New Zealand continues to have high levels of participation in tertiary education but graduates can expect to earn far less than those in other developed countries, according to the latest OECD report.
The Education at a Glance report, released yesterday, shows 39 per cent of New Zealanders aged 25-64 and 46 per cent of those aged 25-34 hold a university degree.
That was higher than the OECD averages of 32 per cent and 39 per cent respectively, putting New Zealand within the top 10 of OECD countries for tertiary education.
But graduates can expect to get less in return for their efforts if they stay in New Zealand.
In 2011, tertiary educated workers in New Zealand could expect to earn 18 per cent more than workers with upper-secondary education.
That was well below the OECD average of 57 per cent greater earnings.
More women than men were tertiary educated, with 37 per cent of women aged 55-64 attaining a tertiary qualification - 8 percentage points higher than the 29 per cent of men.
The difference was even larger for younger New Zealanders, with 41 per cent of men attaining a tertiary qualification compared with 51 per cent of women.
The report also showed the number of students aged 15-19 staying in education has grown from 74 per cent in 2008 to 81 per cent in 2011.
Tertiary Education, Skills and Employment Minister Steven Joyce said it was encouraging to see training initiatives for young people were seeing more and more teenagers choosing to stay in education.
"Equipping our students with a high level of knowledge, skills and qualifications means they will be best placed to contribute to our society through better jobs and higher wages."
The report also found teachers' salaries were slightly above the OECD average and it took less time to reach the top pay bracket, although the highest earnings were proportionally lower.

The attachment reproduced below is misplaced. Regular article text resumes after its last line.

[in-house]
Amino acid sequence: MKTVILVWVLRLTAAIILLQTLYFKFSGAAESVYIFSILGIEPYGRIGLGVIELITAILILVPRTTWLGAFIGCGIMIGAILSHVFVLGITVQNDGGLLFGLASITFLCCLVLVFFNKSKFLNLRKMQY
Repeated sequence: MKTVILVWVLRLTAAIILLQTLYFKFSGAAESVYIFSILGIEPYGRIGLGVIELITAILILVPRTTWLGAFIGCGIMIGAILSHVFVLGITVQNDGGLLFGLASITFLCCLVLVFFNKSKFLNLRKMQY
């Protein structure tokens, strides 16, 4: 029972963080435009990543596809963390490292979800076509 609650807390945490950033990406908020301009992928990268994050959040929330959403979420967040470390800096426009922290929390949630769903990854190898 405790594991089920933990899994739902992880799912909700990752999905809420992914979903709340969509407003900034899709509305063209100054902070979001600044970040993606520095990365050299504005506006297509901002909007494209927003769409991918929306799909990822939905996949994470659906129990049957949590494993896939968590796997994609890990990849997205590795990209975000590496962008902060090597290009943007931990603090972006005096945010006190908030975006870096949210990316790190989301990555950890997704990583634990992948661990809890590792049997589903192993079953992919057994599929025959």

It also found their salaries, when compared with those of other tertiary educated people aged 25-64, were more competitive than other OECD countries.
Teachers earned slightly more than other workers of a similar age and education level, compared with the average across OECD countries, which showed teachers earned up to 18 per cent less.
The report also showed New Zealand:
• Invested 7.3 per cent of its GDP in education, the seventh highest in the OECD;
• Pumped 20 per cent of all public funding into education, which was the second highest in the OECD;
• Was in the top third for participation in early childhood education, with 95 per cent of four-year-olds enrolled in 2011.
Education Minister Hekia Parata said the findings were encouraging and supported the work being done within New Zealand's education system,
"Quality early learning is about creating the best start in life for as many children as possible, as soon as possible, and I am delighted these figures from the OECD reflect this," she said.
"While the OECD report's results are encouraging, there is plenty of work to do. It's important that we continue to improve and ensure that all New Zealand children and young people are receiving the best education possible."